March 2016 Issue
Our monthly e-mail newsletter with thematic and standards-based articles, activities, and resources for educators implementing school gardens and family gardening. Keep up to date with our website, sign up for Kids Garden News.
A new curriculum unit, developed by the educational staff at the National Gardening Association, which addresses the core specific elements of the water cycle for K-12 students. The lesson plans are grade specific, addressing different aspects of the water cycle and applying the principles to activities and inquiry that can be discussed in and out of the school garden. The curriculum unit is free and can be downloaded from at kidsgardening.org.
In a partnership with Burpee Home Gardens, the National Gardening Association developed the “I Can Grow” guide for educators, and now expands that resource to include individual lesson activities. These educational guides cover a range of subjects with activities rooted in the ground and the world around us. Download the Youth Curriculum free.
Seed Savers Exchange offers a fundraising program for schools and nonprofit organizations. Programs earn 40% of what is sold. Find more details on their website.
This resource provides information about the construction, use, and management of greenhouses. There are useful tips and information about experiments that can be done in a greenhouse. Learn more about greenhouse gardening.
Through the Sip to Support a Garden program, sponsored by Jamba Juice, schools and community gardens can earn credits that can be applied toward the purchase of essential gardening equipment suitable for any age from the National Gardening Association’s Gardening with Kids catalog. Participation is easy: Sign up your school or garden organization online. Your organization will receive a Jamba-Kit that includes program details—and start swiping. Each time a supporter uses the swipe card for purchases, Jamba will donate 10% of the purchase to NGA for your purchasing account. Sign up your school and Sip to Support online.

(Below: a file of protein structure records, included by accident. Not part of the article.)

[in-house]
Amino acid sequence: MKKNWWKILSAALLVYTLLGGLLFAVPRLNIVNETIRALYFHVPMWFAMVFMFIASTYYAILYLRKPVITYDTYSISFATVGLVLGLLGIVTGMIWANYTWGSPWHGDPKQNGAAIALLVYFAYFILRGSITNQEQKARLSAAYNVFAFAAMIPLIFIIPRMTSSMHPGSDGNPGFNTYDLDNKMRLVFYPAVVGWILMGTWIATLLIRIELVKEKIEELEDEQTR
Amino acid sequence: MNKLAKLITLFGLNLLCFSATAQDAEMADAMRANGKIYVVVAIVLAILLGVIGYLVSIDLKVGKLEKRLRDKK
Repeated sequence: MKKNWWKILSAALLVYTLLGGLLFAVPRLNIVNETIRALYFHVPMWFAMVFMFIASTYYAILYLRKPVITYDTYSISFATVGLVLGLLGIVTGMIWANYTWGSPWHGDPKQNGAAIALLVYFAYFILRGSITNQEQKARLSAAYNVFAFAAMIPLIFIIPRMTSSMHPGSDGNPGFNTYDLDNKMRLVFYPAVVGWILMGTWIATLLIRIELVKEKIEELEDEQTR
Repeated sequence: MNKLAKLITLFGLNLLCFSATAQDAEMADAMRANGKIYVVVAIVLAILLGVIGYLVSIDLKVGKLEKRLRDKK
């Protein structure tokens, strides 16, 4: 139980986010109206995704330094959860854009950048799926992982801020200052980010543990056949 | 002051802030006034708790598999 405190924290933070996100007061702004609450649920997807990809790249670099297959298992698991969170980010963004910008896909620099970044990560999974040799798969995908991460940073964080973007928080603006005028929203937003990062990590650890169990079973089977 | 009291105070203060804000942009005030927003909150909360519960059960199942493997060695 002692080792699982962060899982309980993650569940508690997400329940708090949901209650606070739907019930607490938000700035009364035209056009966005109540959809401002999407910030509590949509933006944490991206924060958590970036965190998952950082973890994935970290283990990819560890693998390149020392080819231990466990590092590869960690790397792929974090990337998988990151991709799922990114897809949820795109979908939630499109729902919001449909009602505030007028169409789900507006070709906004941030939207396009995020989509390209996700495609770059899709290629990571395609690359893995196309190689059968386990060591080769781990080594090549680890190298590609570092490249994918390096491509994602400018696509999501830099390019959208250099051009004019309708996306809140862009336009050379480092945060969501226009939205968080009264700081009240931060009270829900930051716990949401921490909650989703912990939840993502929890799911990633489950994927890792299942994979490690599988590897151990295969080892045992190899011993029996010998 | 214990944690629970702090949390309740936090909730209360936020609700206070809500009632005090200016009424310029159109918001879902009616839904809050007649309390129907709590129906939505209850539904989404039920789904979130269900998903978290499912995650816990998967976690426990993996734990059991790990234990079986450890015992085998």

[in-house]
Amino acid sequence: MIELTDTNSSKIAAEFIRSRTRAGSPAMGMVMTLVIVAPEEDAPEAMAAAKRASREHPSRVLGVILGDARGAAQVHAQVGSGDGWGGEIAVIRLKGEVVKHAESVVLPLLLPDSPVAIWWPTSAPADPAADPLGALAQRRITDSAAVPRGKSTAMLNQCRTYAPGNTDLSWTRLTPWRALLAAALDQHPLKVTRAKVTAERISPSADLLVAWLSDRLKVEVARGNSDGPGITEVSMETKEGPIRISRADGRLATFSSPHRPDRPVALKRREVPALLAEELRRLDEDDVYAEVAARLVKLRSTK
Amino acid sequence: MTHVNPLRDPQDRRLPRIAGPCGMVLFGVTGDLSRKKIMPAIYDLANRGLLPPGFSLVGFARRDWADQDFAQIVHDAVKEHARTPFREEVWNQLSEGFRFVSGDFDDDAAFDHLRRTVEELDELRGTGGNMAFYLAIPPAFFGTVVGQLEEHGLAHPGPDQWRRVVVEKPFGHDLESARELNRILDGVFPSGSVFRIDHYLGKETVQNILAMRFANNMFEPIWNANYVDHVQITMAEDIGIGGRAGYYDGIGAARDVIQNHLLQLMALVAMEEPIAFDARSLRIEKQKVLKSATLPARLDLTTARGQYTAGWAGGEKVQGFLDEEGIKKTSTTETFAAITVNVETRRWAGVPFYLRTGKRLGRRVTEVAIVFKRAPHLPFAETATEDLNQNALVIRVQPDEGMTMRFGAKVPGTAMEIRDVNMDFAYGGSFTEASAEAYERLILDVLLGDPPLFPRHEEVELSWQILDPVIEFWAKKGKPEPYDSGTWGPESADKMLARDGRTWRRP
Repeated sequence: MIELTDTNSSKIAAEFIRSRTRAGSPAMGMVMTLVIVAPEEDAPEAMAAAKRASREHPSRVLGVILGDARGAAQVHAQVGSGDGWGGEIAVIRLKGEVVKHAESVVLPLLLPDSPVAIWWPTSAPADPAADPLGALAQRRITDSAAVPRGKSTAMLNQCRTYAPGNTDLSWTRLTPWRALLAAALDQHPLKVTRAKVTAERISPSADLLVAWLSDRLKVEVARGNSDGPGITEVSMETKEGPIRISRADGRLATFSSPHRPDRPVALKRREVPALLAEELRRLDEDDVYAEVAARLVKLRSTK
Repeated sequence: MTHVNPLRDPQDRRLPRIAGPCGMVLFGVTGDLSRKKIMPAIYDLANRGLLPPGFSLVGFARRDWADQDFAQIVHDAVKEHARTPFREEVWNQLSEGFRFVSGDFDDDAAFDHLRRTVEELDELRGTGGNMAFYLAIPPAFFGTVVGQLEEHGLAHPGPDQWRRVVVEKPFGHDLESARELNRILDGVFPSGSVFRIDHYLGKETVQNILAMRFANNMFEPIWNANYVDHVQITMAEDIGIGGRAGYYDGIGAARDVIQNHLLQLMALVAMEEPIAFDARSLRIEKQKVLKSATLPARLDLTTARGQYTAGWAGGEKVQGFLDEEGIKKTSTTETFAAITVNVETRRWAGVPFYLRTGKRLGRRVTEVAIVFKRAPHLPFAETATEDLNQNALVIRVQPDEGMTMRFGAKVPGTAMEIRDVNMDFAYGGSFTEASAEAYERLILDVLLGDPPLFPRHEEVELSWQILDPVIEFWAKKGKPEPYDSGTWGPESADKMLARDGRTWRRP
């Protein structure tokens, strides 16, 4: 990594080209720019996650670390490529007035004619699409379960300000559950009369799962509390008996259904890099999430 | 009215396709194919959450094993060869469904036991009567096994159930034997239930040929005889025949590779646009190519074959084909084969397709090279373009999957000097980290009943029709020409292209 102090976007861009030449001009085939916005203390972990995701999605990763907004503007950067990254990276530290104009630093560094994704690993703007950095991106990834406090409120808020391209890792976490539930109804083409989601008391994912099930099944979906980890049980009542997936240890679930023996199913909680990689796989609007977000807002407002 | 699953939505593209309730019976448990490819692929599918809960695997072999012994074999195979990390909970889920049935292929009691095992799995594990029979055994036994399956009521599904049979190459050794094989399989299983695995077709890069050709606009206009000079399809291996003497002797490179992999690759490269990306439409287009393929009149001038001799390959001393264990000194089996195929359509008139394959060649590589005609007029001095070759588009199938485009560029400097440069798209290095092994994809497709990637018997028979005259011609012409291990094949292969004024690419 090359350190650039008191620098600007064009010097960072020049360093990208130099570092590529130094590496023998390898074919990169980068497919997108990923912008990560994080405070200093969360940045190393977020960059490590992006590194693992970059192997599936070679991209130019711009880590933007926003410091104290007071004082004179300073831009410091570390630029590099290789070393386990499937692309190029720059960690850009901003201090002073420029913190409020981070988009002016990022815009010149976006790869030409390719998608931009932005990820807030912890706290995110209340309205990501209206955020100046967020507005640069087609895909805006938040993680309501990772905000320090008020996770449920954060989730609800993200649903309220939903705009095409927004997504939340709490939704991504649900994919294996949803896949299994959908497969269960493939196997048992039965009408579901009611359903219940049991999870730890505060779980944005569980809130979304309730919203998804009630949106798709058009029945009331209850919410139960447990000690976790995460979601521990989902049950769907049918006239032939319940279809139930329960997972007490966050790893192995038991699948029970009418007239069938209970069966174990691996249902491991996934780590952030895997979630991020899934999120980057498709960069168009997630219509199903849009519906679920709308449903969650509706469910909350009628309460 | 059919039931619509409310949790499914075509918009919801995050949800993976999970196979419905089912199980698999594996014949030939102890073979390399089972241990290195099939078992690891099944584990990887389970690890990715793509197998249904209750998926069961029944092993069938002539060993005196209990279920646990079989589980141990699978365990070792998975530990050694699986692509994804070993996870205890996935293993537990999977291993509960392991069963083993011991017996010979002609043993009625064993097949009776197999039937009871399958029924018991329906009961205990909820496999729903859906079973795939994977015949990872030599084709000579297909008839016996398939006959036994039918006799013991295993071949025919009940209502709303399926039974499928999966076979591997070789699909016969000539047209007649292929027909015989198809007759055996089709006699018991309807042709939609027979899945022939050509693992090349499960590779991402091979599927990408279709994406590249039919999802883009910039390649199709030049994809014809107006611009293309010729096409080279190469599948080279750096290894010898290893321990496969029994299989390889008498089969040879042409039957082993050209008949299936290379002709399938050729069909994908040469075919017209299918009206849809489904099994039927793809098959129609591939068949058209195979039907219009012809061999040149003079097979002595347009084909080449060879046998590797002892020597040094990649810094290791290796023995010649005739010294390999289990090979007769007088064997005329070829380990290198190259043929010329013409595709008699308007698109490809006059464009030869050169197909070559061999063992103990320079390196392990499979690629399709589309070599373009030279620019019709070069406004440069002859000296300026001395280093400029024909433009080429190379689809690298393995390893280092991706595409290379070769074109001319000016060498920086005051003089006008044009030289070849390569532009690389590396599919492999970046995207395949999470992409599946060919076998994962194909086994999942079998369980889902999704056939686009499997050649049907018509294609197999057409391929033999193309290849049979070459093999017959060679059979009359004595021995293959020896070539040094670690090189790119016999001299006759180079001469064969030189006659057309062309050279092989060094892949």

The Fruit Tree Planting Foundation (FTPF) is an award-winning international nonprofit charity dedicated to planting fruitful trees and plants to alleviate world hunger, combat global warming, strengthen communities, and improve the surrounding air, soil, and water. FTPF and Dreyer's Fruit Bars are planting orchards across the country in a collaborative program called Communities Take Root (CTR). Through this exciting program, communities compete in a nation-wide vote to win a complete community orchard. Applications are now open for 2012. The first 100 qualified applicants will be in the running to win a free orchard, including orchard design, arborist expertise, and a fun community planting event. Orchard recipients also receive a free community workshop on planting, pruning and caring for fruit trees. Learn more about this grant opportunity online.